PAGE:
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Purpose of WIPAN
To bring about change that improves the well-being and prospects of women and female youth affected by the criminal justice system.
The Women In Prison Advocacy Network (WIPAN) works to raise awareness of and progress the cultural, social, economic and political inequalities that exist for criminalised women and female youth by addressing the policies and practices that sustain these injustices. WIPAN takes a grassroots approach to addressing women's and young women's social justice issues by directly engaging women and female youth post-release. more »

What can WIPAN do for you?

WIPAN helps women who have left prison or are close to being released adjust back into the community. WIPAN matches women being released from prison with volunteer mentors. The WIPAN mentors are women from the community who have been trained by WIPAN and TAFE NSW. The WIPAN Mentoring Program provides women and female youth affected by the criminal justice system with the necessary practical and emotional support to minimise the difficulties faced when transitioning back into the community. The ultimate outcome of the WIPAN Mentoring Program is to empower and assist women to make positive choices and lifestyle changes.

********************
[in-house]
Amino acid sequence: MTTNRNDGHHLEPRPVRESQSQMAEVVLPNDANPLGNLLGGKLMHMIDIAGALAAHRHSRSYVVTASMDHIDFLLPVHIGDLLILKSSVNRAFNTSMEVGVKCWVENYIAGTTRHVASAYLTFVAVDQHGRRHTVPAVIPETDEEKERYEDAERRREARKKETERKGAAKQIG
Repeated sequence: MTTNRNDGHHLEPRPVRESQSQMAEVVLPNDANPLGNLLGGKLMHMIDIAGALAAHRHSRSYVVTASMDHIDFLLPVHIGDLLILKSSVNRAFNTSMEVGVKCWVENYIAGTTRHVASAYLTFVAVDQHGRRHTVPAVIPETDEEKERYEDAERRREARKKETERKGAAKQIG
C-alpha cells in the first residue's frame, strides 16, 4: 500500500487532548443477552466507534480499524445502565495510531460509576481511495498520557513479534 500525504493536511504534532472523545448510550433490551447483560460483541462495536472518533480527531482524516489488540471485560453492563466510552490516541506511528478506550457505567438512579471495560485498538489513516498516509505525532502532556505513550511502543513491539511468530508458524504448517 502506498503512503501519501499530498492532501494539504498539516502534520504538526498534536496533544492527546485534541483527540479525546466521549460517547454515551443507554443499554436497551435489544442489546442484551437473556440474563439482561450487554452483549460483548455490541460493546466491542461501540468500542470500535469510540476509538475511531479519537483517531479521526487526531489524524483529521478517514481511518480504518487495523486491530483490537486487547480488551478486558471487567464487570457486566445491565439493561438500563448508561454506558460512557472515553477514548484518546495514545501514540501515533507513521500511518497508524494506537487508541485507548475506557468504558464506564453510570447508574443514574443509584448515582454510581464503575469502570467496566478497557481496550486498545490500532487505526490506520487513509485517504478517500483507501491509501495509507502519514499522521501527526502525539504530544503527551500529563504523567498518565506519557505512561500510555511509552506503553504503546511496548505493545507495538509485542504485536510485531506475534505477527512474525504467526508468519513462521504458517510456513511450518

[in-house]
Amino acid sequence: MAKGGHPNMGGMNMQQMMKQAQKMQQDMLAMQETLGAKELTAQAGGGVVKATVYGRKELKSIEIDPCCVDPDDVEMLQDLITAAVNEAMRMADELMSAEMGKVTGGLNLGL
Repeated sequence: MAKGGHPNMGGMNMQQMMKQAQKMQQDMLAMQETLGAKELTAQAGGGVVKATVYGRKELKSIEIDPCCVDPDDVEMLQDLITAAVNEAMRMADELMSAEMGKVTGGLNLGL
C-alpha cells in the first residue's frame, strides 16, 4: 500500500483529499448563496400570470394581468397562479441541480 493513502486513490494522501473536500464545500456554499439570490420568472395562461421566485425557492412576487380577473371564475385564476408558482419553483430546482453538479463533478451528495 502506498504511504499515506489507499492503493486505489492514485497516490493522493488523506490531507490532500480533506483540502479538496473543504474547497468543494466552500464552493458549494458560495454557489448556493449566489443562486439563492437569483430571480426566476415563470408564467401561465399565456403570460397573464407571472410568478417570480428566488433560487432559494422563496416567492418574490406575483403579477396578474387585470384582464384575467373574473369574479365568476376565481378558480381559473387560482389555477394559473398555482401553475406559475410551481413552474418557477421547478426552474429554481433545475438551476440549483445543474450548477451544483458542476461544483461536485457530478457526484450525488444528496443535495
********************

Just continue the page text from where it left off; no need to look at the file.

WIPAN's mentoring program works. Our current and past mentees have reported that the program helped them stay out of prison. With gender-responsive social support, recidivism rates can be reduced and the costs to society and the community can be minimised.

The Experiences of WIPAN Mentees and Mentors

This short video shares the stories of women who have participated in the WIPAN mentoring program. We hear from women who have recently exited prison – the mentees, and the women who volunteer their time – the mentors. Hear why the WIPAN mentoring program is so mutually rewarding.
  • Women in NSW are being incarcerated at an unprecedented rate (particularly Aboriginal and Torres Strait Islander Women), far surpassing that of men.
  • Women in the criminal justice system face unique challenges that are much greater and more complex than those of men.
  • Women in prison experience higher levels of substance abuse; increased rates of infection from blood borne viruses, experience more mental illness and are more likely to inflict self-harm than men.
  • The majority of women prisoners come from deeply disadvantaged backgrounds. Many report having experienced incidence of past childhood and adulthood sexual, emotional and physical abuse.
  • Women prisoners confront unique challenges as the primary carers for their children. As a consequence the emotional, social and economic costs for mothers, children and families can be extensive.
  • Almost two-thirds of women prisoners serve sentences less than 6 months for minor offences, many of which serve lengthy periods on remand whilst awaiting trial, leaving very little opportunity for rehabilitative intervention.